What can NAEP trends tell us about effects of universal pre-k?

In the comment thread on the post on public vs. private delivery of pre-k, there is some discussion of the broader issue of using NAEP to measure the effectiveness of universal pre-k. NAEP is an acronym for the National Assessment of Educational Progress. NAEP has provided assessments of student achievement in different subject areas for samples of U.S. students since 1969. Since 1990, some results have also been reported for some states, with all states required to participate since the passage of No Child Left Behind.

The comment thread considers whether trends in NAEP test scores by state can be used to evaluate the effectiveness of universal pre-k. More specifically, the comment thread discusses whether we can use trends in NAEP test scores to evaluate the universal pre-k programs in Oklahoma, Georgia, and Florida.

To summarize my comments in this thread: NAEP trends as of now only add limited information to our evaluations of universal pre-k. The information from NAEP is limited because of the timing of various tests, effects of preschool on student retention in grade, and other causes of NAEP trends such as composition of the student population, changes in social problems, and changes in K-12 school quality. Better information is provided by well-done comparisons across individuals rather than across states, in which we compare individuals who participated in preschool versus individuals in a well-chosen comparison group. Having said that, the information that is provided by NAEP trends is consistent with universal pre-k in Oklahoma and Georgia having positive effects on student achievement.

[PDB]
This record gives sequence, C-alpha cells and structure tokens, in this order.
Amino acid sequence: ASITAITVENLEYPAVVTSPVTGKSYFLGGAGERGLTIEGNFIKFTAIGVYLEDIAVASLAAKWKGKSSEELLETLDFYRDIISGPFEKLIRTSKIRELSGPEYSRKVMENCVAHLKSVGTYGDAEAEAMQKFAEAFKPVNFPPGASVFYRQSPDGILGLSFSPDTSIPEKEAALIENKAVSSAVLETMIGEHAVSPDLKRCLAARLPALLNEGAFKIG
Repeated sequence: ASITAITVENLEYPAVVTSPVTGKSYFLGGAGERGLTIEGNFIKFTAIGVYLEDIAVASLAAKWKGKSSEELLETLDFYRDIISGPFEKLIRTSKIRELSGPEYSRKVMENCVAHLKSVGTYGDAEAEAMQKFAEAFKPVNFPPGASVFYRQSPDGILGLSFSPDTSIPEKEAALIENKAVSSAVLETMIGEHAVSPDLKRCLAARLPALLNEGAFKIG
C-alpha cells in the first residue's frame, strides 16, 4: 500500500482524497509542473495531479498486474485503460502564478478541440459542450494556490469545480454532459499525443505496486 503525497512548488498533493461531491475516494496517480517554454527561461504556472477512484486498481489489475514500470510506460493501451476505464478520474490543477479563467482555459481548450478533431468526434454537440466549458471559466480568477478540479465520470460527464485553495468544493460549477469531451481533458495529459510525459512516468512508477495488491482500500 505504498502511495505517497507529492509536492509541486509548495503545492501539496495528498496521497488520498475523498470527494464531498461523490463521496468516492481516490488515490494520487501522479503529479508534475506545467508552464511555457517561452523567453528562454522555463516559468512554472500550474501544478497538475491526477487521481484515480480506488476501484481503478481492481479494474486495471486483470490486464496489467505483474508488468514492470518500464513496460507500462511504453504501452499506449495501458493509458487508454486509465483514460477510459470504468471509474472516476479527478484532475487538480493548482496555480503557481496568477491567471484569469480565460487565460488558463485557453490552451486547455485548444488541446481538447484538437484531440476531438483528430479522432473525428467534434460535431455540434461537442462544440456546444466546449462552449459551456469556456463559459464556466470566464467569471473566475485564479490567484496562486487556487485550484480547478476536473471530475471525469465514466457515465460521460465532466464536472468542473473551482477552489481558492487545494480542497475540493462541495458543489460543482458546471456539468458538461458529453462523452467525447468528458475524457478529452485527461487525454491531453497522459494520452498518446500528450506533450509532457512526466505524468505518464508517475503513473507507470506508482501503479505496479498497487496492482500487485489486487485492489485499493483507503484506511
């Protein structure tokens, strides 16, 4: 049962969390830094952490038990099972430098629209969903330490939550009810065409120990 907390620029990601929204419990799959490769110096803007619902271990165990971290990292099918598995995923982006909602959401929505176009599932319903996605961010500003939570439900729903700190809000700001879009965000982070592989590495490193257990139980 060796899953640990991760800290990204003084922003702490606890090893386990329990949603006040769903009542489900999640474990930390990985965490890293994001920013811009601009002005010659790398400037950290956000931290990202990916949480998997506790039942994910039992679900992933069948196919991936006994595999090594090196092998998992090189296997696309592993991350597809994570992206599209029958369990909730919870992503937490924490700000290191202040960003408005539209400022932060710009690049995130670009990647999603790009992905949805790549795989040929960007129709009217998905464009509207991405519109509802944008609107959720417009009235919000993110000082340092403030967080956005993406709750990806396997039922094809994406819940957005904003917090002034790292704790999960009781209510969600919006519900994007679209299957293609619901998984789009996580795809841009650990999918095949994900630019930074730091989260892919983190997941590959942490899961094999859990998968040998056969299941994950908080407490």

For more specifics, see my replies in the comment thread.

About timbartik

Tim Bartik is a senior economist at the Upjohn Institute for Employment Research, a non-profit and non-partisan research organization in Kalamazoo, Michigan. His research specializes in state and local economic development policies and local labor markets.
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